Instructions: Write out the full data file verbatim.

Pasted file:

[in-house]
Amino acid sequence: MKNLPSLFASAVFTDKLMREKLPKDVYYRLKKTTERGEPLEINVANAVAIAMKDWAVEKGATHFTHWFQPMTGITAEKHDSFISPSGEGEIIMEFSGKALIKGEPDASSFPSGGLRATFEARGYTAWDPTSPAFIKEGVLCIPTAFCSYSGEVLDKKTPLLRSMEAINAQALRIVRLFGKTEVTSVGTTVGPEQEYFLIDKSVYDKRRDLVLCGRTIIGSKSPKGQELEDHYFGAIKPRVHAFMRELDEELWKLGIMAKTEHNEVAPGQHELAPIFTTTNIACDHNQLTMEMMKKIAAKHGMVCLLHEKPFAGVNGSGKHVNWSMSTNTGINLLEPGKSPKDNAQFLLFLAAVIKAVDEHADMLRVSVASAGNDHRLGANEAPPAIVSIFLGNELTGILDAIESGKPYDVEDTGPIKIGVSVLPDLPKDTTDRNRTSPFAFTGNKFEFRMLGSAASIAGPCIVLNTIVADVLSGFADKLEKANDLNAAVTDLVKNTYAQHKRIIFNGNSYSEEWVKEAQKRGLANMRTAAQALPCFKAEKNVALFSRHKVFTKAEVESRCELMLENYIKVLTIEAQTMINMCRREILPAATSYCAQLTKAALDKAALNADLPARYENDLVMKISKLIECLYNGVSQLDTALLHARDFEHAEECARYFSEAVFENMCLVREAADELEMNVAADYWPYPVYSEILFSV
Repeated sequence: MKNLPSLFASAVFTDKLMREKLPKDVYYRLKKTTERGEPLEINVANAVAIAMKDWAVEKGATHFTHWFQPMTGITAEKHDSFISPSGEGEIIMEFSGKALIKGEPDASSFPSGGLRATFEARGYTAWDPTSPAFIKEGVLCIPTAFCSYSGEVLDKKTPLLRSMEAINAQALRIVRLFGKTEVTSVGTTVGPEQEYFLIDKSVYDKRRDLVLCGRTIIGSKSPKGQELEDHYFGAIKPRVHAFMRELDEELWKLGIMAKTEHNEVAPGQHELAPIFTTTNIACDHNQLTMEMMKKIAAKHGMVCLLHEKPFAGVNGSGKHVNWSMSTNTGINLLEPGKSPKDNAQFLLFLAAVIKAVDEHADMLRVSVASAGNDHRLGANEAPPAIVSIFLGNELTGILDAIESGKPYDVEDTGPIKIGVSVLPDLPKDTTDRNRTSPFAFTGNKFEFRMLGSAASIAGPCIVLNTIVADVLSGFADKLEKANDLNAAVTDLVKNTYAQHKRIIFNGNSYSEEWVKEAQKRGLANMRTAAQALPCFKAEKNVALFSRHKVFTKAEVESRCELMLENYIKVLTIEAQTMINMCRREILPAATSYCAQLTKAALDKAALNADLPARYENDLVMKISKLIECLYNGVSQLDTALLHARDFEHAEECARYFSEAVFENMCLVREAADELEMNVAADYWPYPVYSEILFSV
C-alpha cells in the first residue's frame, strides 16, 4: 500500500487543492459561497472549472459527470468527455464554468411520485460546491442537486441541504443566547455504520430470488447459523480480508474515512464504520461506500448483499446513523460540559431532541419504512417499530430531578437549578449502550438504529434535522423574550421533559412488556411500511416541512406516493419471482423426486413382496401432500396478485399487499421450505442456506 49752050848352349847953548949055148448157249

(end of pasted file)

[in-house]
Amino acid sequence: MKNLPSLFASAVFTDKLMREKLPKDVYYRLKKTTERGEPLEINVANAVAIAMKDWAVEKGATHFTHWFQPMTGITAEKHDSFISPSGEGEIIMEFSGKALIKGEPDASSFPSGGLRATFEARGYTAWDPTSPAFIKEGVLCIPTAFCSYSGEVLDKKTPLLRSMEAINAQALRIVRLFGKTEVTSVGTTVGPEQEYFLIDKSVYDKRRDLVLCGRTIIGSKSPKGQELEDHYFGAIKPRVHAFMRELDEELWKLGIMAKTEHNEVAPGQHELAPIFTTTNIACDHNQLTMEMMKKIAAKHGMVCLLHEKPFAGVNGSGKHVNWSMSTNTGINLLEPGKSPKDNAQFLLFLAAVIKAVDEHADMLRVSVASAGNDHRLGANEAPPAIVSIFLGNELTGILDAIESGKPYDVEDTGPIKIGVSVLPDLPKDTTDRNRTSPFAFTGNKFEFRMLGSAASIAGPCIVLNTIVADVLSGFADKLEKANDLNAAVTDLVKNTYAQHKRIIFNGNSYSEEWVKEAQKRGLANMRTAAQALPCFKAEKNVALFSRHKVFTKAEVESRCELMLENYIKVLTIEAQTMINMCRREILPAATSYCAQLTKAALDKAALNADLPARYENDLVMKISKLIECLYNGVSQLDTALLHARDFEHAEECARYFSEAVFENMCLVREAADELEMNVAADYWPYPVYSEILFSV
Repeated sequence: MKNLPSLFASAVFTDKLMREKLPKDVYYRLKKTTERGEPLEINVANAVAIAMKDWAVEKGATHFTHWFQPMTGITAEKHDSFISPSGEGEIIMEFSGKALIKGEPDASSFPSGGLRATFEARGYTAWDPTSPAFIKEGVLCIPTAFCSYSGEVLDKKTPLLRSMEAINAQALRIVRLFGKTEVTSVGTTVGPEQEYFLIDKSVYDKRRDLVLCGRTIIGSKSPKGQELEDHYFGAIKPRVHAFMRELDEELWKLGIMAKTEHNEVAPGQHELAPIFTTTNIACDHNQLTMEMMKKIAAKHGMVCLLHEKPFAGVNGSGKHVNWSMSTNTGINLLEPGKSPKDNAQFLLFLAAVIKAVDEHADMLRVSVASAGNDHRLGANEAPPAIVSIFLGNELTGILDAIESGKPYDVEDTGPIKIGVSVLPDLPKDTTDRNRTSPFAFTGNKFEFRMLGSAASIAGPCIVLNTIVADVLSGFADKLEKANDLNAAVTDLVKNTYAQHKRIIFNGNSYSEEWVKEAQKRGLANMRTAAQALPCFKAEKNVALFSRHKVFTKAEVESRCELMLENYIKVLTIEAQTMINMCRREILPAATSYCAQLTKAALDKAALNADLPARYENDLVMKISKLIECLYNGVSQLDTALLHARDFEHAEECARYFSEAVFENMCLVREAADELEMNVAADYWPYPVYSEILFSV
C-alpha cells in the first residue's frame, strides 16, 4: 500500500487543492459561497472549472459527470468527455464554468411520485460546491442537486441541504443566547455504520430470488447459523480480508474515512464504520461506500448483499446513523460540559431532541419504512417499530430531578437549578449502550438504529434535522423574550421533559412488556411500511416541512406516493419471482423426486413382496401432500396478485399487499421450505442456506 49752050848352349847953548949055148448157249